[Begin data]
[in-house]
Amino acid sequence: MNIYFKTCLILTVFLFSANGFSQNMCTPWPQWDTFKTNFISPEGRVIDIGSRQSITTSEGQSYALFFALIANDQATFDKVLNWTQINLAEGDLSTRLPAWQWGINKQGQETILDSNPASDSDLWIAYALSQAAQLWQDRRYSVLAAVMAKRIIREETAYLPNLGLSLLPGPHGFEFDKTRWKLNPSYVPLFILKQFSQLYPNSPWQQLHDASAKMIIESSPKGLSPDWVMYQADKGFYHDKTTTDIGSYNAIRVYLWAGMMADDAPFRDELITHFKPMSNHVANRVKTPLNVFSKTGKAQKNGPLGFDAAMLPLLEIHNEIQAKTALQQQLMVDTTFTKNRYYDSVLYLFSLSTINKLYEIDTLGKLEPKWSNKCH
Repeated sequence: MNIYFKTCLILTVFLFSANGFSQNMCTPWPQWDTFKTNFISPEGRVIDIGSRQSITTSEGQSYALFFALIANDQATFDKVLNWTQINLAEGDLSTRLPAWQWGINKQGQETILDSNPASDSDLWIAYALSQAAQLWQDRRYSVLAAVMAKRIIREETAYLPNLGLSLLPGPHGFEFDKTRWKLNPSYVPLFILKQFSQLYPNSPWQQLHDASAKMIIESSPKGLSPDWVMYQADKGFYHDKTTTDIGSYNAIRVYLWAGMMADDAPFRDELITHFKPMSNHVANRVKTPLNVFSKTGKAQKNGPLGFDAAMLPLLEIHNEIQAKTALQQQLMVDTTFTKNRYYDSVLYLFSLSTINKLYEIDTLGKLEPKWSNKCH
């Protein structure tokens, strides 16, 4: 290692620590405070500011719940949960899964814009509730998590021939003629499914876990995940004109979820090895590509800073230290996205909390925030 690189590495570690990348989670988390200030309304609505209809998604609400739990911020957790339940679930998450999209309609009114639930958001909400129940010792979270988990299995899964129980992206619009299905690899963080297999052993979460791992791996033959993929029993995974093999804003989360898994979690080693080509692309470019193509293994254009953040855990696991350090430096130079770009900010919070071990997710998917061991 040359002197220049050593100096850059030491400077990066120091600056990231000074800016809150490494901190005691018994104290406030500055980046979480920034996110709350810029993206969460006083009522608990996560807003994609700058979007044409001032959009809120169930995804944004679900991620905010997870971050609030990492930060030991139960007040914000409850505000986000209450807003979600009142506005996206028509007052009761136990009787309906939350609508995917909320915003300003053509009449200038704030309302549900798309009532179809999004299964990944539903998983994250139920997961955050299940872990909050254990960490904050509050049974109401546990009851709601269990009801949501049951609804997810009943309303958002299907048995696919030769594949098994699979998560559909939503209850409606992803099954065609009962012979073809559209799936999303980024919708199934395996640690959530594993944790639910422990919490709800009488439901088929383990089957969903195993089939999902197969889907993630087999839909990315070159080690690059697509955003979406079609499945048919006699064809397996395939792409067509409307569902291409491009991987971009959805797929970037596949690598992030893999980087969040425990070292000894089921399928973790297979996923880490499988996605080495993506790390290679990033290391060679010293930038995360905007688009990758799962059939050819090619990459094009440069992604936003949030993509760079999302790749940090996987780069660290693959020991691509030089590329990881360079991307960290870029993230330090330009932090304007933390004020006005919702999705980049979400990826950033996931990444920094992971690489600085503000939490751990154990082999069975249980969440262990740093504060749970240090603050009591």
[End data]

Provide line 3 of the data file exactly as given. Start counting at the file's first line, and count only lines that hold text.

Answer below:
Repeated sequence: MNIYFKTCLILTVFLFSANGFSQNMCTPWPQWDTFKTNFISPEGRVIDIGSRQSITTSEGQSYALFFALIANDQATFDKVLNWTQINLAEGDLSTRLPAWQWGINKQGQETILDSNPASDSDLWIAYALSQAAQLWQDRRYSVLAAVMAKRIIREETAYLPNLGLSLLPGPHGFEFDKTRWKLNPSYVPLFILKQFSQLYPNSPWQQLHDASAKMIIESSPKGLSPDWVMYQADKGFYHDKTTTDIGSYNAIRVYLWAGMMADDAPFRDELITHFKPMSNHVANRVKTPLNVFSKTGKAQKNGPLGFDAAMLPLLEIHNEIQAKTALQQQLMVDTTFTKNRYYDSVLYLFSLSTINKLYEIDTLGKLEPKWSNKCH